diaphragm (n.)

late 14c., diafragma, in anatomy, "muscular membrane which separates the thorax from the abdominal cavity in mammals," from Late Latin diaphragma, from Greek diaphragma "partition, barrier, muscle which divides the thorax from the abdomen," from diaphrassein "to barricade," from dia "across" (see dia-) + phrassein "to fence or hedge in," which is of uncertain etymology. Beekes suggests it is a substrate word and finds "no convincing correspondence outside Greek."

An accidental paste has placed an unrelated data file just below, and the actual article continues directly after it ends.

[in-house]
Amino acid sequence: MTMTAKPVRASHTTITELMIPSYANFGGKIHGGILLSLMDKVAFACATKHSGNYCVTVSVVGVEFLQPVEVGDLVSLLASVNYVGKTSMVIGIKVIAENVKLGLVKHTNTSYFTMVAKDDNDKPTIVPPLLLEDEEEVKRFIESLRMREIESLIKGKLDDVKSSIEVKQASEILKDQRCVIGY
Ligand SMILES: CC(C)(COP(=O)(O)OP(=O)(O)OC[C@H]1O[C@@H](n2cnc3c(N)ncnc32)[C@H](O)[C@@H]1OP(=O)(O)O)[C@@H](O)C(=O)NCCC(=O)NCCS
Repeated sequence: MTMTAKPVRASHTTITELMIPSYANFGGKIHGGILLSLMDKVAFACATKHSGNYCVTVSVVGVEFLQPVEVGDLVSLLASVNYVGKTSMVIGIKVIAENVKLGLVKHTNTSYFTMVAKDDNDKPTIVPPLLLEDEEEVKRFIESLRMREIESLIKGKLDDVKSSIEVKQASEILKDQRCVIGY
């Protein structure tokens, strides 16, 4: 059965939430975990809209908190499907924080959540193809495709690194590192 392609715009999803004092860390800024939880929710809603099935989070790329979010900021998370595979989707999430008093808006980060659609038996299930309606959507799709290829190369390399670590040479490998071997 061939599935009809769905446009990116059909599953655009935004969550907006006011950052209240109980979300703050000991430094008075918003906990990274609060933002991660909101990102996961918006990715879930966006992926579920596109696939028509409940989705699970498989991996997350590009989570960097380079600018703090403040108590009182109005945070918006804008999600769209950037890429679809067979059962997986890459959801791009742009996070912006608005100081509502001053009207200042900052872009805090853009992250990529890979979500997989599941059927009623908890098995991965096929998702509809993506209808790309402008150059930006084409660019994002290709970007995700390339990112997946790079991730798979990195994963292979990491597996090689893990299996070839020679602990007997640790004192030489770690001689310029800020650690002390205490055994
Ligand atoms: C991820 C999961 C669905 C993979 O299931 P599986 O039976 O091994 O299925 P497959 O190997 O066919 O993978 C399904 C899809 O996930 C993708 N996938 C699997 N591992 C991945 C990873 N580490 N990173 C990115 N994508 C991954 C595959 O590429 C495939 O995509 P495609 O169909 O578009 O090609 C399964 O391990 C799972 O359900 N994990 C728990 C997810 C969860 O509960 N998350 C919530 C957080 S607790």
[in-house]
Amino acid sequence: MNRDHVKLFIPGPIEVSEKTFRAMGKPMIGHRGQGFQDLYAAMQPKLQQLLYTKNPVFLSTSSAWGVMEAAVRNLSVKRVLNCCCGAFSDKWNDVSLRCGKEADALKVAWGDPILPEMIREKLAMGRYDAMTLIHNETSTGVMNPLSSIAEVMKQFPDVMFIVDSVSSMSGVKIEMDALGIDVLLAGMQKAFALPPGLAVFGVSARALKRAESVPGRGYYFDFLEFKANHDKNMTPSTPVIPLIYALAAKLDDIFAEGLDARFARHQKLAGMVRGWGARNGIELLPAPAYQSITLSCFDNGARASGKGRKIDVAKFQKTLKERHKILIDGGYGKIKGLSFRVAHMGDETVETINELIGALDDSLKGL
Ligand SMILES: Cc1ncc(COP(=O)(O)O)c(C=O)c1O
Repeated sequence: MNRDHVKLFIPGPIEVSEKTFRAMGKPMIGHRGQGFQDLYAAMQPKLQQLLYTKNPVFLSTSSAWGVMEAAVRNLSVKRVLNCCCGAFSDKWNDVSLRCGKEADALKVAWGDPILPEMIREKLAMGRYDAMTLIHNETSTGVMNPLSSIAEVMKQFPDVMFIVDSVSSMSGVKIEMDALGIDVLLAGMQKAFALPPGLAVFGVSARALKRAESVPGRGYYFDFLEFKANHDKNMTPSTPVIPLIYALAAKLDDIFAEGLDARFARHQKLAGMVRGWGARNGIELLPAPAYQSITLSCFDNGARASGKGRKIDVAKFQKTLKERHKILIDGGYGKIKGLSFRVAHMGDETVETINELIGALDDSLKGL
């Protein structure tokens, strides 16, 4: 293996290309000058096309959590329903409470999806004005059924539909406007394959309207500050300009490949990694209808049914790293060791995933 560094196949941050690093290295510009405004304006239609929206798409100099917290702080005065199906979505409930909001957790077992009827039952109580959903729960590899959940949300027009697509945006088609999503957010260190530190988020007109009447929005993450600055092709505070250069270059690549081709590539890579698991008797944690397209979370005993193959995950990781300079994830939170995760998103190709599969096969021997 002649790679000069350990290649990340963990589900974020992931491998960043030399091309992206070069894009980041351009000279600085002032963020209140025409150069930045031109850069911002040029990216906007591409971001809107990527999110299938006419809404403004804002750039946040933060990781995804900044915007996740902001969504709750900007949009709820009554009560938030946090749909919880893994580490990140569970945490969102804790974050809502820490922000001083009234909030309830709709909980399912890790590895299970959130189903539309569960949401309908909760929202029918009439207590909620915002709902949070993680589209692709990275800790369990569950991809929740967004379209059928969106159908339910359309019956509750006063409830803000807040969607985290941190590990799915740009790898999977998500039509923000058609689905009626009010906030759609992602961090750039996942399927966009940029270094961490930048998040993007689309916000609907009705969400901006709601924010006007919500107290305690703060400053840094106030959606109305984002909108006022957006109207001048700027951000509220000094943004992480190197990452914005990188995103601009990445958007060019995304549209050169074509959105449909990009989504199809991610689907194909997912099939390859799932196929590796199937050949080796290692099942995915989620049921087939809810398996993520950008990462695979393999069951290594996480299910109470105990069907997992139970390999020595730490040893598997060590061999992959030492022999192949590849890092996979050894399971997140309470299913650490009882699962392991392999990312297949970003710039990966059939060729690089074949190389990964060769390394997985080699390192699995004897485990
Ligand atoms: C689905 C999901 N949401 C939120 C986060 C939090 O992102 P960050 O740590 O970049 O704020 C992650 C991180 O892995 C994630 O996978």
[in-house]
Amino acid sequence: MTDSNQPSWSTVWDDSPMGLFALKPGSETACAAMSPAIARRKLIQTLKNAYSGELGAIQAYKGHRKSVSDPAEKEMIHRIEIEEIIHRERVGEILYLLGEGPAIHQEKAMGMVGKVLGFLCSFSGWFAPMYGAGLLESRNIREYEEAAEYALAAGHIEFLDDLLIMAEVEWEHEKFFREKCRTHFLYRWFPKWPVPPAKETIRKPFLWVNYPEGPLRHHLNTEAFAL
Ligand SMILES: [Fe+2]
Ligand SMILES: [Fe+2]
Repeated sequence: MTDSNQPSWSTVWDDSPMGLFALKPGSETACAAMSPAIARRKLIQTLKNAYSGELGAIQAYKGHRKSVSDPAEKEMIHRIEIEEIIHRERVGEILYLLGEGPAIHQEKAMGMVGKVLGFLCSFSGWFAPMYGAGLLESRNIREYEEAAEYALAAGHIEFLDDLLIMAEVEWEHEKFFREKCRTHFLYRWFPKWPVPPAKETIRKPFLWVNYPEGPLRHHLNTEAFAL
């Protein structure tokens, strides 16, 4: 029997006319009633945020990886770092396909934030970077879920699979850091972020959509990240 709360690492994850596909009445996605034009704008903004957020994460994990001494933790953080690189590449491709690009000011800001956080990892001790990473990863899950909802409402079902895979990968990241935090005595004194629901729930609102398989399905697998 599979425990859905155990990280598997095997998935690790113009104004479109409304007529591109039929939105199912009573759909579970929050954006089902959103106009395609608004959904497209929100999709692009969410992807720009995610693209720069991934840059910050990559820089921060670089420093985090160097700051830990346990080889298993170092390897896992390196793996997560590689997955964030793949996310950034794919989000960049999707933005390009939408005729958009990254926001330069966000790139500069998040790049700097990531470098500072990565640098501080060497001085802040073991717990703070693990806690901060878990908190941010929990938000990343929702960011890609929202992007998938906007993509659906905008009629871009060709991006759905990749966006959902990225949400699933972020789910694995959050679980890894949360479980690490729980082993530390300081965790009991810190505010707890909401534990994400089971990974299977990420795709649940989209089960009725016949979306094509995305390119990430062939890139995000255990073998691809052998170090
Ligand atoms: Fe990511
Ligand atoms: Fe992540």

The native word in the anatomical sense is midriff. From 1650s as "a partition" of any kind, "something which divides or separates;" 1660s in the special sense "thin piece of metal" serving some purpose (as a sound resonator, etc.). Meaning "contraceptive cap" is from 1933. Related: Diaphragmal; diaphragmatic.

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